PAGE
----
The concept of effective reps is that some reps of a set are more effective than others. Essentially, the theory goes that reps performed when closer to failure are more effective at stimulating muscle gain than those further from failure.
For this reason, they are also known as stimulating reps.
For something to be effective it needs to be;
“successful in producing a desired or intended result.”
The fact is that, the way many guys train is NOT effective. Look around most gyms and people don’t train hard enough to force their body to adapt. That’s why they never build muscle.
You DO NOT have to train to failure all the time to build muscle, but you DO have to train hard enough to overload the body if you want it to respond by building bigger, stronger muscles.
That’s not rocket science, but it is a limiting factor for a lot of people who think they can just do loads of sets and get big because of a large overall workload.
The major culprit for this high (but not that challenging), workload approach is probably the publicity that training volume (sets x reps x load) has got in recent years. Yes, training volume is closely correlated with the amount of muscle you build, but junk volume is not going to get the job done. It isn’t how many total sets you can do, but rather, how many hard sets you can do.
The problem with doing lots of easy sets is that there is both an intensity and volume component to building muscle. You need to work with a high enough intensity to represent an overload before you should worry about volume. Once the intensity is in place you can then pursue volume as a driver of muscle mass.
Relative intensity is the key in this scenario.
Relative intensity is a metric of how close to failure you take a set. It is often reported as Reps in Reserve (RIR). So, stopping a set with 3 reps in the tank is 3RIR.
With that preamble/grumble/rant/explanation out of the way, let’s look at a study that gives a greater insight into effective reps…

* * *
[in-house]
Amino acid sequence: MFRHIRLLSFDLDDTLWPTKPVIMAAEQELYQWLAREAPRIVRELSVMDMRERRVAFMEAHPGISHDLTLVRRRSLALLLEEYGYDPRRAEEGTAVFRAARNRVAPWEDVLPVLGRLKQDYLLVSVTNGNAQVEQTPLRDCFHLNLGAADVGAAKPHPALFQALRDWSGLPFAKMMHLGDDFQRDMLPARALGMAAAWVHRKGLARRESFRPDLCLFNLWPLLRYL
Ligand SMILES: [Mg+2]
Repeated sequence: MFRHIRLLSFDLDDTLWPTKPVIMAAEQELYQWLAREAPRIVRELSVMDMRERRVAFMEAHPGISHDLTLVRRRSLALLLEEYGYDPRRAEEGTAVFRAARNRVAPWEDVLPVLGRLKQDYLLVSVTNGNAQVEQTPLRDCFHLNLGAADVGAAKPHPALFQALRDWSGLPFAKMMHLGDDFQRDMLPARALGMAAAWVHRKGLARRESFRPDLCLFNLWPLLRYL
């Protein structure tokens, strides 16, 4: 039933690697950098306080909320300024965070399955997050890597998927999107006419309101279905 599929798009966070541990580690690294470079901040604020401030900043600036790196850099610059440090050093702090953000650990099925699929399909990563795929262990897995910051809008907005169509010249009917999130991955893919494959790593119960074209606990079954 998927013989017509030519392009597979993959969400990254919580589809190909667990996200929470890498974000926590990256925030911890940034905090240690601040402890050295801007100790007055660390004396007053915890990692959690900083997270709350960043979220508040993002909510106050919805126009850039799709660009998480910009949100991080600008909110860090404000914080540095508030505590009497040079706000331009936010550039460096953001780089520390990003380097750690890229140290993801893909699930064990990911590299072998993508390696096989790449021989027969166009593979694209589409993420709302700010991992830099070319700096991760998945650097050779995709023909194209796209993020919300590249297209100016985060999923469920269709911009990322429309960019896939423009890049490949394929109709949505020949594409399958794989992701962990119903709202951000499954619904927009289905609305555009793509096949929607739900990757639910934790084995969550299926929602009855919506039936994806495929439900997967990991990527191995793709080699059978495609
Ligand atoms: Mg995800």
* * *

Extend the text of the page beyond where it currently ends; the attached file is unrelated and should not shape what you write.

Two groups of students performed the same exercises (lat pulldowns, shoulder press, and leg extensions) using the same weights and training volume. The study was 12 weeks long.
- Group one did straight sets of 10 reps.
- Group two took a 30 second mid-set rest.
- Group two didn’t train close to failure.
Group one gained almost three times as much muscle AND gained more strength than group two. The researchers also reported increased muscular endurance benefits for group one over group two.
While one study does not mean a great deal in isolation, a series of studies with similar findings do allow you to make more concrete conclusions. This paper supports the body of literature that you should train close to failure to build muscle mass.
What counts as close to failure?
According to the existing literature, within 4 reps of failure. I would advise you keep it to within 2 reps of failure.
Why do I say that?
Well in a research setting you have a group of researchers screaming at you and pushing you to give your absolute best. This is not the case in the typical commercial gym. You know, like the one you probably train at.
As a result, true failure is probably further away than you think. If you stop 4 reps shy of what you think failure is, the chances are you’ll be more like 5 or 6 reps away. Remove this error margin by pushing yourself that little bit closer.
Training to a true two reps from failure on compound lifts like squats, chins, rows, bench, leg press etc. is extremely challenging. This is good. If your training isn’t challenging then it isn’t effective.
Building muscle is simple. It just isn’t easy!
TLDR; If your goal is to build muscle, you should train close to failure. You don’t need to go to complete muscular failure, but doing most of your training 1-2 reps from failure will probably give you the sweet spot of effectiveness and recoverability to do it all over again a few days later. That means you can cram in the most effective muscle building sessions per year. More effective training per year equals more muscle.
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Goto et al. The impact of metabolic stress on hormonal responses and muscular adaptations. Med Sci Sports Exerc. 2005;37(6):955-63.